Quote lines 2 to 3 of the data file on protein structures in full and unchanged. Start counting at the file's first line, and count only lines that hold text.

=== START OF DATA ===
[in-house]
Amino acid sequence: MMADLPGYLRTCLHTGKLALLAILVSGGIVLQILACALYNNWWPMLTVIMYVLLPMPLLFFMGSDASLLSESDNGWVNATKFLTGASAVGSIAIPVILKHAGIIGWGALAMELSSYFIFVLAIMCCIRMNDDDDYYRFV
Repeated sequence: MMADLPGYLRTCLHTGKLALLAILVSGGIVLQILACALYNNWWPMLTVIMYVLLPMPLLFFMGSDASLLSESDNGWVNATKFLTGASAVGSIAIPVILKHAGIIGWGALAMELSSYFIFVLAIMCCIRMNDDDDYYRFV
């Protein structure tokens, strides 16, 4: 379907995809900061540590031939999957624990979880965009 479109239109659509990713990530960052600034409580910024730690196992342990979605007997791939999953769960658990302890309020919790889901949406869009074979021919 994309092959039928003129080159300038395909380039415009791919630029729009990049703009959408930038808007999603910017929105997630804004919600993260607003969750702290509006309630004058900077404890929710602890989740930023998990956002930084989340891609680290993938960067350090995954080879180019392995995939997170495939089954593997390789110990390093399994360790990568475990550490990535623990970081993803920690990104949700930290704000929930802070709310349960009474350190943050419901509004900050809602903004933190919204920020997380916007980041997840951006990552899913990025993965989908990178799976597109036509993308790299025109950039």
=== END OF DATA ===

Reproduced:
Amino acid sequence: MMADLPGYLRTCLHTGKLALLAILVSGGIVLQILACALYNNWWPMLTVIMYVLLPMPLLFFMGSDASLLSESDNGWVNATKFLTGASAVGSIAIPVILKHAGIIGWGALAMELSSYFIFVLAIMCCIRMNDDDDYYRFV
Repeated sequence: MMADLPGYLRTCLHTGKLALLAILVSGGIVLQILACALYNNWWPMLTVIMYVLLPMPLLFFMGSDASLLSESDNGWVNATKFLTGASAVGSIAIPVILKHAGIIGWGALAMELSSYFIFVLAIMCCIRMNDDDDYYRFV